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Week 5

Mud pies


Making mud pies has to be the quintessential activity for every kid. The Green Room class set up a mud kitchen for just this purpose. Using an old sensory table filled with mud, some clay in a bucket, a pail of sawdust, sticks, stones, and some artificial flowers children baked all sorts of lovely mud recipes. Some of the recipes were written down and illustrated for those interested. Here's one: (coming soon)

As a follow up activity children made "dirt cups" for afternoon snack by mixing chocolate pudding topped with crushed Oreo and a gummy worms.

Dr. Daniels Returns

This time Dr. Daniels, our scientist grandfather, had the children mix two liquids, water and oil, to see that they really did not mix well at all, not even when the campers shook them up. Next the children were instructed to add dish soap to the mix and found it broke the oil up into small pieces and formed bubbles at the top of the mixture. Later using old water bottles the children recreated this activity adding glitter and sequins to float around in the oil and water. It was fun to shake up the mixture and watch the action.

Mixing Ideas

Mixing Ideas

CYC director Dr. Guha has done some collaboration with theCollege of Information Studies & Human-Computer interaction Lab, at the University of Maryland and was able to share some of her techniques to help the children mix ideas.

She used these methods to help the children come up with a culminating activity for the end of the summer mixing study. To begin with each child came up with their own idea. Taking these ideas, Dr. Guha paired similar ideas together and had those teams work together to combine the two similar ideas. The children used a clip board to draw what they were thinking and an adult helped write their words.

After analyzing these combined ideas Dr. Guha organized them into something that would work for a culmination. Many of the ideas included demonstrating or showing specific mixing activities to their families specifically, bubbles, gak, muffins, mud pies, and Dr. Daniels experiments. One team's party and games idea turned out to be the glue for these and it was decided that different stations would be set up in the room manned by the children who would demonstrate these activities at a mixing party for families.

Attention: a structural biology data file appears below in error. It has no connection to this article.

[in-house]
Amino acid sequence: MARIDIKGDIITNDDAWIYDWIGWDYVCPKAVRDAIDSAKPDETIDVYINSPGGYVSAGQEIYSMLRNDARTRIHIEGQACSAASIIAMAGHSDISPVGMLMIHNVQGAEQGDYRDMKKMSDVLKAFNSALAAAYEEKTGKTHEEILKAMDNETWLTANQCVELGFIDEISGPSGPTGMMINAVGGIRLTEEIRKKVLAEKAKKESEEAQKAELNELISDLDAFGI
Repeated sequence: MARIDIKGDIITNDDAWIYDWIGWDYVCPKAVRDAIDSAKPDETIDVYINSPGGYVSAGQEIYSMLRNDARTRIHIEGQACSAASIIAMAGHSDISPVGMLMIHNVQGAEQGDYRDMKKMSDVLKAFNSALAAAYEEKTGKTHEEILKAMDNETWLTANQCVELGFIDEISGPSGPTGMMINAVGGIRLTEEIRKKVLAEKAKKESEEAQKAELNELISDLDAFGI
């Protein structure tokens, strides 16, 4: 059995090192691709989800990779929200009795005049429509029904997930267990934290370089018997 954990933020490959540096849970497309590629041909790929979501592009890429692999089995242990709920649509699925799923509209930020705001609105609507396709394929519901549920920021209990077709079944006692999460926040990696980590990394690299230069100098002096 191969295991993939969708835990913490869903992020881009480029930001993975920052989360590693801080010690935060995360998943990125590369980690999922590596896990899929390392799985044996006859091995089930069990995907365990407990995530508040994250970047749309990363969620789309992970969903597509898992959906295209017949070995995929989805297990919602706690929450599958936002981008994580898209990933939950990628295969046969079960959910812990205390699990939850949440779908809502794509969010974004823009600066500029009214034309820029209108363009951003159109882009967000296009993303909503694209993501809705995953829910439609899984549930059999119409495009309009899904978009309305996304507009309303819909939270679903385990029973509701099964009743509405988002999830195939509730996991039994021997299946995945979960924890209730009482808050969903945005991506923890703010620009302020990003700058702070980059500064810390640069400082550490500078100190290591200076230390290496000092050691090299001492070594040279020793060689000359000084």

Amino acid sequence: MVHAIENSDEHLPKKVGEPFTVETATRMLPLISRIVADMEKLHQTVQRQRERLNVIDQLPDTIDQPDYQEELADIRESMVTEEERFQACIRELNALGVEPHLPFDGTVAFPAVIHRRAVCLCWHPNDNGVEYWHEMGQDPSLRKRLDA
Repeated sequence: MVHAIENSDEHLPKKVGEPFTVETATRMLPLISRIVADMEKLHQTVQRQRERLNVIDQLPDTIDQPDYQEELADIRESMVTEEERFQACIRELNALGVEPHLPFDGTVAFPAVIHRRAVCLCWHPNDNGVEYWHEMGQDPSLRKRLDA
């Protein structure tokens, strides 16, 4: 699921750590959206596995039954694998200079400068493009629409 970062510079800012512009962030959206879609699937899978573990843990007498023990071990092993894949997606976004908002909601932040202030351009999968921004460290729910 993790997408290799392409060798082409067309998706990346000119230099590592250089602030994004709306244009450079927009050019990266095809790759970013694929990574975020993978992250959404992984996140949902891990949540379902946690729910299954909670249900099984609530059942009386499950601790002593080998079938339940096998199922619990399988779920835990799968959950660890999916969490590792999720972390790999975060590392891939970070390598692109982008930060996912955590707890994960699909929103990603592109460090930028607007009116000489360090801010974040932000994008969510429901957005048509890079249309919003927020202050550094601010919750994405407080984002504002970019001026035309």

A second meeting confirmed this mixing of ideas as the right way to go about the culmination and children signed up for specific activities to be in charge of.


stirring Gazpacho

The book Gazpacho for Nacho by Tracey C. Kyle was the catalyst and excuse to take a field trip to the local farmers market to purchase the ingredients for the soup. The class, accompanied by several parents, trekked to the middle of campus where the Campus Farmers Market sets up every Wednesday. The children chose tomatoes, cucumbers, peppers, an onion, and some basil for the ingredients. In addition a box of very large black berries and a baguette were purchased to add to the snack..

The following day, children helped chop up the vegetables and mix them into a delicious and nutritious afternoon meal.

Tie Dye

Each summer, tie dye is a very popular activity and even a day is reserved for children to wear their hand made shirts. Tie dying is a natural for a mixing study since several colors are needed and spread and blend together to make new designs and colors. After watching a how-to video from youtube, campers twisted a spiral shape in their tee shirts, attached rubber-bands around the shape and chose four different colors to apply to their neat little package. The colors blended and mixed to form unique designs for each child. These shirts will be worn on the last day of camp which is designated as "tie dye" day.